It is easier to interpret $mathbb{C}(G)$ as the free complex vector space spanned by $G$ for notational convenience. I came across a statement that says this $ast$-convolution algebra has a natural Hopf algebra structure given by comultiplication $Delta(g)=gotimes g$ and counit $epsilon(g)=1,$ then extended linearly. Also antipode is given by $ast$-operation extended antilinearly.

Now I would like to know, what happen if we replace the group $G$ with a groupoid? My naïve guess is that we would get a Hopf algebroid (many object analogue of the known construction). If it is the case, how would the coalgebra look like? Can anyone explain me this structure or direct me to a (simple) reference?

real analysis – $1$-dimensional Fourier transform of $n$-dimensional convolution

The $n$-dimensional Fourier convolution theorem says that for any two (suitable) complex-valued functions $f$ and $g$ which are defined on $mathbb{R}^n$, one has
$$mathcal{F}_n(f*g)(xi)=mathcal{F}_nf(xi)mathcal{F}_ng(xi),,,,,,,,,forall xi inmathbb{R}^n,$$
where $mathcal{F}_n$ denotes the $n$-dimensional Fourier transform and $*$ the convolution.

Question : Now, take any two (suitable) complex-valued functions $f$ and $g$ which are defined on $mathbb{R}^n$, and defines
$$bar{f*g} : xiinmathbb{R} longmapsto (f*g)(xi,xi,dots,xi)$$
(embeds $mathbb{R}$ diagonally into $mathbb{R}^n$), then what can we say about the $1$-dimensional Fourier transform of $bar{f*g}$ ? i.e. what is
$$mathcal{F}_1(bar{f*g})(xi) ?$$

I have tried to follow the proof of Fourier convolution theorem, but it seems to me that this lead us to nothing, even in the case $n=2$.. Can someone shed some light here ?

fa.functional analysis – Laguerre convolution truncation error

Suppose i have extended two d-variate functions $f$ and $g$ (two densities: positives and integrate to one) supported on $mathbb{R}_{+}^d$ into the following (tensorised) Laguerre($alpha = 0$) orthonormal basis of $L^2(mathbb R_{+}^d)$: $$left(varphi_{mathbf k}(mathbf x) = sqrt{2}^d e^{-lvert mathbf x rvert} sumlimits_{mathbf j le mathbf k} binom{mathbf k}{mathbf j} frac{(-2mathbf x)^{mathbf j}}{mathbf j !}right)_{mathbf k in mathbb N^d}.$$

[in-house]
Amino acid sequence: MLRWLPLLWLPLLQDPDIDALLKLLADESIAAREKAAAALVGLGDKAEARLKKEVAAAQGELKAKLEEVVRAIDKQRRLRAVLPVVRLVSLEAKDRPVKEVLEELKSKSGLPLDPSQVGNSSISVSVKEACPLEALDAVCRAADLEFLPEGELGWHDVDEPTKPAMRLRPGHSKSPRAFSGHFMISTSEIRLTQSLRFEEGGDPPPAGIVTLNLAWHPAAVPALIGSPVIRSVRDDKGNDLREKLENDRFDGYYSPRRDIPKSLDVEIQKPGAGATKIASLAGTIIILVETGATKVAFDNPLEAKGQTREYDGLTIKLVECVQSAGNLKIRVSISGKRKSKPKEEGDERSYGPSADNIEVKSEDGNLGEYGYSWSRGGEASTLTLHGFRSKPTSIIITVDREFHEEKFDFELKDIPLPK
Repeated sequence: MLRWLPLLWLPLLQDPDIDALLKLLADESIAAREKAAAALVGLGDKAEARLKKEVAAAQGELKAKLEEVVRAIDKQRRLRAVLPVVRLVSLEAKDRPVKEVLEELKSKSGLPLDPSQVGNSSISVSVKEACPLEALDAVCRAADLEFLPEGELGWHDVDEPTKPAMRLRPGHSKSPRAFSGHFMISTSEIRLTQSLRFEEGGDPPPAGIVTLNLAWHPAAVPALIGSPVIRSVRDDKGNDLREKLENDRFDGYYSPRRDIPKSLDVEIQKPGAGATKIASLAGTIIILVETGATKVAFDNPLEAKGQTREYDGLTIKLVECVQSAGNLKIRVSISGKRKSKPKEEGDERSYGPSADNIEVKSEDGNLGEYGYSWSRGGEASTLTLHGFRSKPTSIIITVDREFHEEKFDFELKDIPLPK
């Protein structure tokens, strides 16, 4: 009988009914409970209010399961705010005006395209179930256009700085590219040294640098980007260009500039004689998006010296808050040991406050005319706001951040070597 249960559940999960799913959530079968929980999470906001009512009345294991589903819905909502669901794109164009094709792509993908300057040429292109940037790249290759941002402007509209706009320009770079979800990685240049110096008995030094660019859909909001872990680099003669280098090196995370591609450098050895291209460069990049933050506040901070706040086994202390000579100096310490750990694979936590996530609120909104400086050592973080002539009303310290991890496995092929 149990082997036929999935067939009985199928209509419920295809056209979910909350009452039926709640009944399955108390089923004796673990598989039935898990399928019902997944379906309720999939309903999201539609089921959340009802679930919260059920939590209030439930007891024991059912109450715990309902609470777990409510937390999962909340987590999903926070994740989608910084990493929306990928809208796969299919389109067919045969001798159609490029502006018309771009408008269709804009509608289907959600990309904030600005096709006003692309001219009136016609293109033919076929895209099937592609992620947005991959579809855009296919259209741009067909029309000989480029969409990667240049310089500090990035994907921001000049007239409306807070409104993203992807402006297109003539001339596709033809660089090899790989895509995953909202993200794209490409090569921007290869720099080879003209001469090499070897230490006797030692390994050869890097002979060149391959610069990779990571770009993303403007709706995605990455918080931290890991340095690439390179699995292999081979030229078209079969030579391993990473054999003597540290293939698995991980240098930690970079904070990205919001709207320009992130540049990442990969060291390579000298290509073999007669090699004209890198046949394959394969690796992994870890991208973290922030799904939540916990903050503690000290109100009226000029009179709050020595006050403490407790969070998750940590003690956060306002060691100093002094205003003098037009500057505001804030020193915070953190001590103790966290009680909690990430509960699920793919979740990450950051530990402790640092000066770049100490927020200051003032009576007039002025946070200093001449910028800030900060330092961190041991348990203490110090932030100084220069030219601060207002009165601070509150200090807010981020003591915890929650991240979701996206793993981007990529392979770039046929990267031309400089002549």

I obtain coefficients $a_{mathbf p}$ for $f$ and $b_{mathbf p}$ for g, such that :

$$f(x) = sumlimits_{mathbf p in mathbb{N}^d} a_{mathbf p} varphi_{mathbf p}(mathbf x) text{ and } g(x) = sumlimits_{mathbf p in mathbb{N}^d} b_{mathbf p} varphi_{mathbf p}(mathbf x)$$

I already know that the follwoing convolution formula holds :

$$(f star g)(x) = sumlimits_{mathbf p in mathbb{N}^d} c_{mathbf p} varphi_{mathbf p}(mathbf x)$$

where the coefficients are given by:

$$c_{mathbf p} = sqrt{2}^{-d}sum_{mathbf epsilon in {0,1}^d} (-1)^{lvert mathbf epsilon rvert} sumlimits_{mathbf k le mathbf p – mathbf epsilon} a_{mathbf p} b_{mathbf p – mathbf epsilon – mathbf k}$$

Suppose now that $f$ and $g$ belong to smooth laguerre balls, i.e there exists $mathbf r(f),mathbf r(g) in mathbb R_{+}^d$ and $L(f),L(g) >0$ such that :

$$sum_limits{mathbf p in mathbb N^d} a_{mathbf p}^2 e^{langle mathbf r(f),mathbf prangle} le L(f)$$

and same thing for $g$. This ensure some bound on the truncation error, which is what I am after.

Question: Can I find constants $mathbf r(fstar g)$ and $L(fstar g)$ such that the same bound applies to the convolution? Moreover for the n-convolutions of $f_1,…,f_n$ ( by recursion, or better if posible).

discrete mathematics – Use the binomial theorem and the convolution identity to express in compact form the expression for the product of

Sum of c^(2(n-k))*(2n choose 2k)x^(2k) from 2k=0 to 2n with sum of c^((2(n-k))-1)(2n choose 2k+1)*x^(2k+1) from 2k+1=0 to 2n where c is an element of the set of rational numbers not 0

I found the compact form for both sums to be:
((c+x)^2n+(c-x)^2n)/2 = Sum of c^(2(n-k))*(2n choose 2k)x^(2k) from 2k=0 to 2n
((c+x)^2n-(c-x)^2n)/2 = Sum of c^((2(n-k))-1)
(2n choose 2k+1)*x^(2k+1) from 2k+1=0 to 2n

But at this point, I’m stuck. I don’t know how to use the convolution identity here to express the product of the polynomials.

I would appreciate it if you could give me some insight as to what the right approach should be here.

Apologies for not formatting this (not familiar with the Tex methods).